2. Staircase | The first four sandstone steps of the staircase on the ground floor are original, (survived the 1944 bombing.) The massive staircase and spacious landings were part of Goethe’s father’s renovation. Look for his parents’ initials in the ironwork of the railing on the first floor.
3. Blue Room | The framed oilcloth wallpaper hanging on the wall is from the house before the renovation, and allegedly acted as a tarp over the kids’ beds in the attic during the construction work.

The framed oilcloth wallpaper hanging on the wall is from the house before the renovation | Goethe House Frankfurt

First Floor Highlights
1. Peking Room, also called Red Room | Behold the fabulous loud wallpapers with flowers and animals that imitate Chinese and East Asian styles!

Peking Room has fabulous loud wallpapers that imitate Chinese and East Asian styles| Goethe House FrankfurtI love the room heater/fireplace in the Peking room | Goethe House Frankfurt

2. The Northern Wing Cabinet | There’s a portrait of the French Lieutenant Thoranc who occupied the first floor of the house from 1759 until 1761 during the French occupation of the Seven Years’ War.
3. Grey/Music Room | The Goethe family group of four was very close, and music was very important to them. Cornelia (sister) was excellent on the piano, the father played the lute, Goethe played the cello, and the mother sang. Above the red, upright pianoforte is a portrait of the Goethe family by Johann Conrad Seekatz. The five cherubs in the background symbolize the parents’ five other children who died very young.

Portrait of the Goethe family by Johann Conrad Seekatz hangs above the red pianoforte in the Grey Music Room | Goethe House Frankfurt | Room Photo of Pianoforte by Flickr User Soohyang.Song

Second Floor Highlights
1. Goethe’s Father’s Library | These books are scandalized by the idea of ebooks, and suspicious as to why they’re behind glass, lonely, and locked up!

Goethe's Father's Library is scandalized by the idea of ebooks, and suspicious as to why they're locked up! | Goethe House Frankfurt

2. Cabinet of Paintings | Goethe loved art and especially the Dutch traditional style. He kept his art collecting local, and supported Frankfurt masters, Trautmann, Schütz the Elder, Juncker, Hirt, Nothnagel, and Morgenstern, as well as Darmstadt court painter, Seekatz.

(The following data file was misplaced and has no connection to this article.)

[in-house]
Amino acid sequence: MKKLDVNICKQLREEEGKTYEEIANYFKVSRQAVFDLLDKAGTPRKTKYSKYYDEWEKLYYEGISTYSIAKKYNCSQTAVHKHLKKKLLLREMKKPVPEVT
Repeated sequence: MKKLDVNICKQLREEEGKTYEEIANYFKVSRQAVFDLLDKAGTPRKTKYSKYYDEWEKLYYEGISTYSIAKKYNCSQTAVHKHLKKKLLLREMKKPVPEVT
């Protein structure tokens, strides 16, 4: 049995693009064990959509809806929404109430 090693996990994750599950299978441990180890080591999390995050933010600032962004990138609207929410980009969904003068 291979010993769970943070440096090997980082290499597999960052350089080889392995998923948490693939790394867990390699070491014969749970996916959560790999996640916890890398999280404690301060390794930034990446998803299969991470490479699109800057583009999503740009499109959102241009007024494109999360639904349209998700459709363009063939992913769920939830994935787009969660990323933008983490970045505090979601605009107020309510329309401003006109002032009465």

Goethe loved art and especially the Dutch traditional style. He collected local Frankfurt & Darmstadt painters and displayed them in the picture room | Goethe House Frankfurt

3. Astronomical Clock | Not original to the house, it was in Privy Council Wilhelm Friedrich Hüsgen’s home, where Goethe admired it when he was young. There is a dancing bear in the lower peephole that acts as a signal for winding up the clock. It was built in 1746.

Third Floor Highlights
1. Poet’s Room | Here, with it's original standing desk and a writing desk, is where Goethe wrote his early works.

Poet's Room with the original standing desk. Here is where Goethe wrote his early works | Goethe House Frankfurt

2. Puppet Theater | Goethe’s puppet theater he received when he was 4 years old, yes really! It’s survived. Worth climbing all those stairs? You bet.

Goethe received this puppet theater when he was four! | Goethe House Frankfurt

3. Western Attic Room | When the French Lieutenant Thoranc who occupied the house from 1759 until 1761 during the French occupation of the Seven Years’ War, he had many Frankfurt artists to visit and work in this room. Goethe watched Johann Georg Trautmann create his Joseph painting series in this room. They’ve since been returned from Thoranc’s estate to be displayed where they were created!

Johann Georg Trautmann created his Joseph painting series in this room, and now here it is displayed again | Goethe House Frankfurt

But wait! There’s more! Here's what to expect at the adjoining Goethe Museum.

Follow Along
If you enjoyed this article, or these topics sound interesting to you, you'll love our weekly newsletter. You'll receive a free Germany Packing list for signing up, and you'll receive each week's newest posts every Friday. Thank you for reading!


Fun Discoveries at the Technik Museum in Speyer

Being afraid of heights is not very helpful when you try to climb into a Boeing 747 airplane mounted on a 65 foot high pedestal. It gets even worse, when the plane is slightly tilted to the right at the rear, forcing you to bend to the left walking forward. It takes a while to get used to this feeling, but I am glad I overcame my fear of heights, since this Lufthansa plane was one of the highlights for me at the Technik Museum in Speyer.

Technik Museum in Speyer has a Fully Accessible Jumbo Boeing 747 Aviation Exhibit

Besides the Boeing airplane, here are some other key figures why a visit to this museum is a must, when you are near Speyer:

  • More than 250,000 sq ft of indoor and over 1,000,000 sq ft of outdoor space